Utah troops part of rotation

Many cycle through Fort Carson, Colo.

Published: Wednesday, Feb. 25 2004 12:00 a.m. MST

Members of the Utah National Guard's 116th Engineer Company train at Fort Carson before leaving for the Middle East. Many soldiers will also stop in Fort Carson en route home after their tour of duty.

Photo, 1st Lt. Miller Of The 116th.

Enlarge photo»

About 100,000 soldiers are deploying to the Middle East in support of Operation Iraqi Freedom and the global war on terrorism.

It is, Maj. Kerrie Hurd quotes the U.S. Department of Defense, "the largest troop rotation since World War II."

Hurd is a public affairs officer at Fort Carson, Colo., where many of the Utah soldiers train before going overseas — and where they stop first before coming home.

In the military's term, the soldiers go through "out-processing" at Fort Carson when they get back to the United States.

Among the thousands of troops moving toward or from the Middle East recently were members of five units of the Utah National Guard.

On their way overseas are about 500 members of the Guard's 115th Engineer Group, 116th Engineer Company, 211th Aviation Battalion and 141st Military Intelligence Battalion.

Returning are 87 members of the 141st who have been working in the Middle East for about a year. The unit rotates soldiers in and out of the region as needed.

Lt. Miller of the 116th Engineer Company, based in Spanish Fork, told the Deseret Morning News he is already in Iraq as part of an advance party for his unit. A large portion of the company should be joining him soon. For security reasons, Miller asked that his first name not be printed.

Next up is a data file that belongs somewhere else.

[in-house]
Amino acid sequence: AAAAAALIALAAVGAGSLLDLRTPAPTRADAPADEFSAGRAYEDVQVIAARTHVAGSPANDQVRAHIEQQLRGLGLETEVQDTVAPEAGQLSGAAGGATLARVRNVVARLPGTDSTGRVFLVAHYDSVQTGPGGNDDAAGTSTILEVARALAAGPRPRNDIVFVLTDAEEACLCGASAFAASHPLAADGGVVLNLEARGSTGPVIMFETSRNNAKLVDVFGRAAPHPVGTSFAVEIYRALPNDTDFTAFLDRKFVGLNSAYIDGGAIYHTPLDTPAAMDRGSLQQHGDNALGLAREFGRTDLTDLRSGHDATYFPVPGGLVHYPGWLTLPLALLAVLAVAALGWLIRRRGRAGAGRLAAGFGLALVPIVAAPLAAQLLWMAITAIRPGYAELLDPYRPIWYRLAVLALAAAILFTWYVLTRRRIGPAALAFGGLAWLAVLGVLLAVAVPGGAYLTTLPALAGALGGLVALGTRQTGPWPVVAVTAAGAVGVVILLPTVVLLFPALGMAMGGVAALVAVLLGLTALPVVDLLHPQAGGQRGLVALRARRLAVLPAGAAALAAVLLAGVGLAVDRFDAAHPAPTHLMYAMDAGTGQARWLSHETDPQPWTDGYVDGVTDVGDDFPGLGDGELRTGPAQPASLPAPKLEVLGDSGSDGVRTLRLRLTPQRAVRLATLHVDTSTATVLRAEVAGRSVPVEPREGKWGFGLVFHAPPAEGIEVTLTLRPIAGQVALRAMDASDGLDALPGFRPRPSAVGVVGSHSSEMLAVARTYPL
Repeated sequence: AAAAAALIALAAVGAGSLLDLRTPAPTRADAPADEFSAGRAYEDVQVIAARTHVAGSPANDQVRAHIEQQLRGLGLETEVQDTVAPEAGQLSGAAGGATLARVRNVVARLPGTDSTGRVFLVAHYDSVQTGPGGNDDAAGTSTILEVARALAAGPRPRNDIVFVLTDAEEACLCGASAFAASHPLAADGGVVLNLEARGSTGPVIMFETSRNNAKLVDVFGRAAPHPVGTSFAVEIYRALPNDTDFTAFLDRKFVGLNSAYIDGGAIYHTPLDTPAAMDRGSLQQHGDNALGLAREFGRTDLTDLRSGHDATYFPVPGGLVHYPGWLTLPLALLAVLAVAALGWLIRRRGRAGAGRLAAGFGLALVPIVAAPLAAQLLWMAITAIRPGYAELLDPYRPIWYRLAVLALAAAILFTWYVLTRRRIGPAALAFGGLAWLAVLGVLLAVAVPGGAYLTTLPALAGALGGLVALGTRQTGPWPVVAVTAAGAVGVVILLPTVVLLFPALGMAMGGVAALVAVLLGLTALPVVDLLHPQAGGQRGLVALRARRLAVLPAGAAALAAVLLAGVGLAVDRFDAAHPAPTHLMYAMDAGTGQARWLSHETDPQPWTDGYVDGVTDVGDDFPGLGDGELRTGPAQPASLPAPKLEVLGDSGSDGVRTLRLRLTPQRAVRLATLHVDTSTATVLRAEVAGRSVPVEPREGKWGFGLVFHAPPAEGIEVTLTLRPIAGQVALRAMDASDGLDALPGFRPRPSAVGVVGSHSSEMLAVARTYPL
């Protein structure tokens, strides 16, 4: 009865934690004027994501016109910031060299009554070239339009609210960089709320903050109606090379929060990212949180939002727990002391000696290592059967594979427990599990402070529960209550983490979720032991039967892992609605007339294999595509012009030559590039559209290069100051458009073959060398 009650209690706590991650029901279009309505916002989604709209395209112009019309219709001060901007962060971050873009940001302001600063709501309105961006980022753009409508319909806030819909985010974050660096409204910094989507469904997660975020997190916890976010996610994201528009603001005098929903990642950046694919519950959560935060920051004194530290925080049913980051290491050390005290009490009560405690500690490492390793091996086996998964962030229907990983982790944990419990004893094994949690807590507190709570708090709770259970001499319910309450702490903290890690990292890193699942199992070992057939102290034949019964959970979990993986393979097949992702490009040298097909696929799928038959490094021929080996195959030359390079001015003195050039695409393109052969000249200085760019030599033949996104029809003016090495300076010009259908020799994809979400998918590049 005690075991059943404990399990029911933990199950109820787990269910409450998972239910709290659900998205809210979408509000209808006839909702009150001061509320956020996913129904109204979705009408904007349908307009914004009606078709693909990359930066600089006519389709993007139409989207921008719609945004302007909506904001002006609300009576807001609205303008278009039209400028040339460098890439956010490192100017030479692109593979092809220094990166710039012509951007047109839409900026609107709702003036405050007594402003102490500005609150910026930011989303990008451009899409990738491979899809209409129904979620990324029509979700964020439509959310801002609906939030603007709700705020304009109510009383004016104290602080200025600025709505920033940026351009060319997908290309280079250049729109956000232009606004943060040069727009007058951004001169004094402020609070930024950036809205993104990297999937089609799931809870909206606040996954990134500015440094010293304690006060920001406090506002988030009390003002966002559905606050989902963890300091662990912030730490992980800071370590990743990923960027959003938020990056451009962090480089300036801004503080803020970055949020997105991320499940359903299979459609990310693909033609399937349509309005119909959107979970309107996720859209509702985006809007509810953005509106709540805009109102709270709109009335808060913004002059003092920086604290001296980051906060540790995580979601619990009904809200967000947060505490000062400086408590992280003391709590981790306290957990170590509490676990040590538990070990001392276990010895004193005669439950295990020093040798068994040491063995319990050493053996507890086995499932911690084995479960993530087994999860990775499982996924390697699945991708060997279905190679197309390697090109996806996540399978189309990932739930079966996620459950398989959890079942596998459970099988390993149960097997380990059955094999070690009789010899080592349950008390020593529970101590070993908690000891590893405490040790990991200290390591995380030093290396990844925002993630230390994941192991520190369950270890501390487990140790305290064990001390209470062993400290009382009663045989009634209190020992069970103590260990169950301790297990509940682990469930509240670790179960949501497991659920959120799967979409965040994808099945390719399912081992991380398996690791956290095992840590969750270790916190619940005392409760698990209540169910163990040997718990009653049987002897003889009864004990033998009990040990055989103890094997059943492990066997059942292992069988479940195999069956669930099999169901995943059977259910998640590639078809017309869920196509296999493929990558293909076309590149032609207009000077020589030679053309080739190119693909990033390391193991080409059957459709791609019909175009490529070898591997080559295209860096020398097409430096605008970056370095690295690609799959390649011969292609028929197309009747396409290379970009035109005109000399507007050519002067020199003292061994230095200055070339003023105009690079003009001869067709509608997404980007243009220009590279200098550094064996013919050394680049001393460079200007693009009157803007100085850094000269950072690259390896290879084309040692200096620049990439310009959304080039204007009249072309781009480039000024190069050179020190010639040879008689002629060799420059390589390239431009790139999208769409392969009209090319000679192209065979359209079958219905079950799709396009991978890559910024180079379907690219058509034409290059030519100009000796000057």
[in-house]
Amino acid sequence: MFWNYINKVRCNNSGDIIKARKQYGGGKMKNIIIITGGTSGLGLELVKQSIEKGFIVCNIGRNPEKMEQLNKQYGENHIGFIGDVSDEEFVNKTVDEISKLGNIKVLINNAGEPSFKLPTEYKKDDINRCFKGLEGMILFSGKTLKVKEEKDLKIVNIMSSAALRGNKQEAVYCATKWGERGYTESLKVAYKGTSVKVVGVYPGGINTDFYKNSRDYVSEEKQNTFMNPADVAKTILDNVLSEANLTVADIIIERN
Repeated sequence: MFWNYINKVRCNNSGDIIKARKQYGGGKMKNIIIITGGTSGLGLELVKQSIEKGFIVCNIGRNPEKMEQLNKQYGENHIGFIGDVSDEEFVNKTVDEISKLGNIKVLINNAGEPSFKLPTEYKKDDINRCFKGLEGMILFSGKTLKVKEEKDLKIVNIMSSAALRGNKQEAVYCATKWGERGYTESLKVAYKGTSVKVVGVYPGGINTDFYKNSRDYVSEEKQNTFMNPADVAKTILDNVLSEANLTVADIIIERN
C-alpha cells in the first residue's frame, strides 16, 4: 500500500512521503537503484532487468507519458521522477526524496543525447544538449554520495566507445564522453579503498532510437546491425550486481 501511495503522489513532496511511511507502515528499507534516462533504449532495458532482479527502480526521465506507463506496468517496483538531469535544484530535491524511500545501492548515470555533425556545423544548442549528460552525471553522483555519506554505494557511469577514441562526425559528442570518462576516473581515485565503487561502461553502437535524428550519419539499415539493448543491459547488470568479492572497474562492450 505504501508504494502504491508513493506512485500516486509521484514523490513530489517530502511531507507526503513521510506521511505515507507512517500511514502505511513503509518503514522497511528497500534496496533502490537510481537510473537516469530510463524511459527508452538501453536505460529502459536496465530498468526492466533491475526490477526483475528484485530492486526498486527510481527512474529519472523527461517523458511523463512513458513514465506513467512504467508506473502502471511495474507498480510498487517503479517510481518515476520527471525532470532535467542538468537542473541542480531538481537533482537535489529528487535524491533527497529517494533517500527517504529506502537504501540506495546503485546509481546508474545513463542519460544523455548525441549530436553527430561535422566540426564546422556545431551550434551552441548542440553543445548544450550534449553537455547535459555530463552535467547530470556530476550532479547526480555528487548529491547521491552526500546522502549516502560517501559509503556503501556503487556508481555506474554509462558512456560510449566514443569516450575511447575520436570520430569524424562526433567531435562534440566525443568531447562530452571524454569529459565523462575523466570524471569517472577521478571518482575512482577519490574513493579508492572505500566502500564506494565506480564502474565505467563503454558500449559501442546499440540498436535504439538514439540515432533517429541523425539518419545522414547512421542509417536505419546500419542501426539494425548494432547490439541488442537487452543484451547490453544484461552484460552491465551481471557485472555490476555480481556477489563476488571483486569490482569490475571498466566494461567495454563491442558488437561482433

Kuwait was miserably dusty, he wrote in an e-mail.

"I'm sure the rest of the unit is anxious to get out of Kuwait. They are stuck at a large staging camp that has room for many more soldiers," he wrote.

And many more will be coming in the next few weeks, he predicted.

"Between Kuwait and Colorado, I've lost about 16 pounds," added Miller.

Some soldiers needed to lose weight, he said.

"Living conditions are tough in Kuwait, but others have endured tougher for longer," he said. "All our drinking water there is bottled. Most everybody can shower daily if your duty permits, however, the water invariably will run out on somebody."

Then that person must wait for contractors to refill the water tanks.

It is much less dusty in Iraq, he said.

"Believe it or not, it's nice to be in Iraq," Miller said.

An air raid siren went off three times recently at the camp where he is staying.

"If it wasn't for that I wouldn't know anything was actually happening," he said.

"I did hear a 50 cal (50-caliber machine gun) go off briefly this morning, but for all I know it could have been a test fire. Last night they say we got mortared, and again this afternoon."


E-mail: bau@desnews.com

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